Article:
How to Adjust the Speed of a CPU Cooling Fan
The cooling fan speed of a central processing unit (CPU) can be modified to better utilize the maximum performance of your computer. Understanding how it works is the key to making the correct adjustment. The fan diverts heat on the main microchip and prevents it from melting. In some cases, too much propulsion is a waste of electrical energy; therefore, the fan needs to be slowed. In other situations, the fan should speed up to prevent many simultaneous processes from damaging the computer. You can change a CPU's fan speed to increase its longevity and value.
Things You'll Need
- Windows XP
Click "Start" and then click "Control Panel."
Click "Performance and Maintenance" and then select "Power Saver." (Note: Your computer may show another subcategory. Look under "Performance and Maintenance" to be aware of your specific options.)
Move the "CPU Processing Speed" slider up in order to speed up the cooling fan; move it down to slow it down. (Note: The slider position may vary, and it depends on the manufacturer and model number.)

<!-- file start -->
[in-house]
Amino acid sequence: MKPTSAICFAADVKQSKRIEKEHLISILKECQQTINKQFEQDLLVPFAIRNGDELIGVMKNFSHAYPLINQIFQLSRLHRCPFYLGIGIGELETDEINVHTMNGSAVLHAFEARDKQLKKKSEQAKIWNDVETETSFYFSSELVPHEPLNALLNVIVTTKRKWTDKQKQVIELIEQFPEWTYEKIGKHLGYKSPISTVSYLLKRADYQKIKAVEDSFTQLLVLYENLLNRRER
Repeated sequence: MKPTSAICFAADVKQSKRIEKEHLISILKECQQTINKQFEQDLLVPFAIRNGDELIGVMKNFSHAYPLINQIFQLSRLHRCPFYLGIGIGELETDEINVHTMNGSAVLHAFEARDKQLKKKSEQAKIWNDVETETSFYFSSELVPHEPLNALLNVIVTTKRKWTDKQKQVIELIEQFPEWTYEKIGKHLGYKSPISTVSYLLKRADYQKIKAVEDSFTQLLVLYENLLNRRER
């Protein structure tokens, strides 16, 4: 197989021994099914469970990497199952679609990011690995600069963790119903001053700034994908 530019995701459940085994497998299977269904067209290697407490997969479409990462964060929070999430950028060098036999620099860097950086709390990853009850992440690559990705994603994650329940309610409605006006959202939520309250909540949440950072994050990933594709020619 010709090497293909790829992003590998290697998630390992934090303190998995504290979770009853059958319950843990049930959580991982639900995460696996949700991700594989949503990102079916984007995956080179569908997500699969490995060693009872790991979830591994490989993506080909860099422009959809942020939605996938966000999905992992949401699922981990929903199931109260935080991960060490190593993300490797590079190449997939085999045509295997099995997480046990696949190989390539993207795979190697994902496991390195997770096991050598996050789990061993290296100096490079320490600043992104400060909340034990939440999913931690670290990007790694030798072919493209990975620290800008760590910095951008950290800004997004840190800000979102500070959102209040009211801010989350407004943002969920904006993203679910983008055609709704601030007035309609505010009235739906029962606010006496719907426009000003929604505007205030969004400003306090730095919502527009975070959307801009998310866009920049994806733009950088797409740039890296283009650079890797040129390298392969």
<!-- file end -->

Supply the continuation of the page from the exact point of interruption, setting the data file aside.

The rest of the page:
Click "Apply" and "OK" to activate the new settings. For a fast way to view your CPU speed using the DirectX Diagnostic Tool, proceed to Step 5.
Click "Start" and then click "Run."
Type "dxdiag" and then click "OK."
Go to the "System" tab and view the speed on the "Processor" line.
Tips & Warnings
- Adjust the speed of the cooling fan in complete (not halfway between settings) but small increments and then test to see how your computer responds to the change. This way, it is easier to associate the level of change with the results.
- Loud CPU fans are not necessarily bad. If it kicks on, it means it's working to cool down your unit. You can lessen the load by closing unused programs.
- These steps apply to the Windows XP operating system. Please visit Microsoft Support for information regarding other software versions.